75-year-old rescued as two-alarm blaze destroys Sifton house

A Vancouver man is in critical condition after firefighters rescued him from a two-alarm fire that destroyed his Sifton neighborhood house Wednesday morning.

Vancouver firefighters were dispatched to a house fire at 7610 N.E. 142nd Ave. at 4:53 a.m. When they arrived, they found fire coming out the back of the single-story house. A woman standing outside told first responders that a man was still inside, said fire department Capt. Scott Willis.

The fire had also jumped to the neighboring house by way of a fence, Willis said.

"Anytime there's a confirmed rescue and two residences involved, we go to a second alarm," he said.

With both situations applying, the agency sent nearly all of its resources to the area.

Firefighters worked quickly to rescue the man, identified as George Henderson, 75.

"Crews went inside and lifted the person up and out of the house through a window," Willis said.

Henderson was taken to PeaceHealth Southwest Medical Center. He was later transferred to the Legacy Oregon Burn Center, at the Legacy Emanuel campus in Portland, where he was listed in critical condition later in the day.

The fires at both residences were fully contained in about 30 to 40 minutes, Willis said.

During their efforts to suppress the fire and put out hot spots, two firefighters were shocked by electrical service to the house that hadn't been turned off yet, Battalion Chief Rick Huffman said. They didn't suffer any injuries.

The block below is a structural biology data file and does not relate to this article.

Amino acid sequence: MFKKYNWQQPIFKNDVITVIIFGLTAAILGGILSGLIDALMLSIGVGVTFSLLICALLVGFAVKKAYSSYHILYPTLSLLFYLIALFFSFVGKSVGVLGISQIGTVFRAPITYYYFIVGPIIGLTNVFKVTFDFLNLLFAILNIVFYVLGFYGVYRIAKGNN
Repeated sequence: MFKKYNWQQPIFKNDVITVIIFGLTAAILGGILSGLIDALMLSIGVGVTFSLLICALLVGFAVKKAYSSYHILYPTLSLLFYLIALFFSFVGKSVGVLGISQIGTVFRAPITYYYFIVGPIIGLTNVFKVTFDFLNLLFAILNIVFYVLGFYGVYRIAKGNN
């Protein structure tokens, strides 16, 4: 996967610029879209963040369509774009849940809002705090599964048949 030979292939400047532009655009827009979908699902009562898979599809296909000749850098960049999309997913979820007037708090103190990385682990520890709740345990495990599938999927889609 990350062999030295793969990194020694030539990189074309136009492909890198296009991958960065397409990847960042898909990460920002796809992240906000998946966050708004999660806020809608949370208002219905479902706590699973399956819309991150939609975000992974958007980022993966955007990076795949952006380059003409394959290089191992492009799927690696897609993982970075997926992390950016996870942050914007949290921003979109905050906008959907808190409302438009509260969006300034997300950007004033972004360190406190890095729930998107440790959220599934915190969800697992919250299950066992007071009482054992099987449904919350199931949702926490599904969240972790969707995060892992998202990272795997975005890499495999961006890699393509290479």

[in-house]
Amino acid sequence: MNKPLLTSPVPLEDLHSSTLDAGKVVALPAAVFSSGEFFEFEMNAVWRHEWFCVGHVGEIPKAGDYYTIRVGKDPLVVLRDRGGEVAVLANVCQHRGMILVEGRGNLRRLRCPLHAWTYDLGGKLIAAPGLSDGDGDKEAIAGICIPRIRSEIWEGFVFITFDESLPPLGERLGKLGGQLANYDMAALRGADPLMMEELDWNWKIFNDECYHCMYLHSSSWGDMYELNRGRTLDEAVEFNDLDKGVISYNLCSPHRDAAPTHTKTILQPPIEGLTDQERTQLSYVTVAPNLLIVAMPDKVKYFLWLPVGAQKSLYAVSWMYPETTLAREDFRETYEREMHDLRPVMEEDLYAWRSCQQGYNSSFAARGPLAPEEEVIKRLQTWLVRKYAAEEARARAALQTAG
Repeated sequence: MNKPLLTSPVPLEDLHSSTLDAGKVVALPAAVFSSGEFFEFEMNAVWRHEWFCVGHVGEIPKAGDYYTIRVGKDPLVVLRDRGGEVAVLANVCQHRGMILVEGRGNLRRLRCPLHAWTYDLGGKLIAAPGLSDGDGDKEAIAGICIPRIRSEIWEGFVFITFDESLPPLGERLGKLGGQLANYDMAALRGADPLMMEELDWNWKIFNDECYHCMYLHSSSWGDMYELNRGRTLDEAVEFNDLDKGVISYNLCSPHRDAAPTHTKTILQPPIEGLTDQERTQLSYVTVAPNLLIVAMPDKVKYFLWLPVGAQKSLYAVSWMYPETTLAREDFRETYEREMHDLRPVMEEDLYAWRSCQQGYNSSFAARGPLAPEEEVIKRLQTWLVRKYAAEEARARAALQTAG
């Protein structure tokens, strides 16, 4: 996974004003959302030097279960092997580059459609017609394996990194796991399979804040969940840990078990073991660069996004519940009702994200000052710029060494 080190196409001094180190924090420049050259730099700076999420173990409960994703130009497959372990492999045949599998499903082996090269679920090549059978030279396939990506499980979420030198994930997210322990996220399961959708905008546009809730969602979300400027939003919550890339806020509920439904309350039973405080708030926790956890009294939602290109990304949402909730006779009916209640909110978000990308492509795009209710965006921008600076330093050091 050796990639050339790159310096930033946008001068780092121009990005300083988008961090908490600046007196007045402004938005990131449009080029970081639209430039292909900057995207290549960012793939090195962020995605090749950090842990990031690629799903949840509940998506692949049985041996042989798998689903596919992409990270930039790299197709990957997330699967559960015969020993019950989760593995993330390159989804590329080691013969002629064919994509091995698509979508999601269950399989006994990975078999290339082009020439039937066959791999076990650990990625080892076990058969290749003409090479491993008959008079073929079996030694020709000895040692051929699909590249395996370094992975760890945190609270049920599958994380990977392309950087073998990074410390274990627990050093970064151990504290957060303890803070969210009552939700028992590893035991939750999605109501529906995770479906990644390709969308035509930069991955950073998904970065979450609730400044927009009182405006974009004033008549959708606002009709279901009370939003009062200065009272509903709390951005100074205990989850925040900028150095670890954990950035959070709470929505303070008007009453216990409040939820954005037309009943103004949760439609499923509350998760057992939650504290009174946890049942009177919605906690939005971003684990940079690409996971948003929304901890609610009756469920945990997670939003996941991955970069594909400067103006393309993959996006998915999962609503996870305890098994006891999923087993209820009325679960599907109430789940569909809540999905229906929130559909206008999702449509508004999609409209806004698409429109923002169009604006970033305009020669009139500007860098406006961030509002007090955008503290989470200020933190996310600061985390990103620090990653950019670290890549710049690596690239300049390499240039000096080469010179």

Clark County Assistant Fire Marshal Richard Martin said the fire appeared to have originated at a food smoker on the back patio.

Damage to the involved house and its contents was estimated at $200,000. County property records indicate it is owned by George and Monette Henderson. The neighboring house, where fire had spread from the side of the house into the attic, sustained an estimated $75,000 in damage, Martin said. Property records show that home is owned by Terry Drake Jr. and Amber Lewis.

Neighbor Brett Heath said that he was awake and outside around 4:45 a.m. to let his dogs out, but he didn't notice anything unusual.

Five minutes later, his girlfriend told him it looked like Christmas outside because of the lights from the fire trucks and engines.

"We're all just relieved to know that at the very least he's alive," Heath said.

Emily Gillespie: 360-735-4522; http://twitter.com/col_cops; emily.gillespie@columbian.com.

Recommended for you

(0) comments

Welcome to the discussion.

Keep it Clean. Please avoid obscene, vulgar, lewd, racist or sexually-oriented language.
PLEASE TURN OFF YOUR CAPS LOCK.
Don't Threaten. Threats of harming another person will not be tolerated.
Be Truthful. Don't knowingly lie about anyone or anything.
Be Nice. No racism, sexism or any sort of -ism that is degrading to another person.
Be Proactive. Use the 'Report' link on each comment to let us know of abusive posts.
Share with Us. We'd love to hear eyewitness accounts, the history behind an article.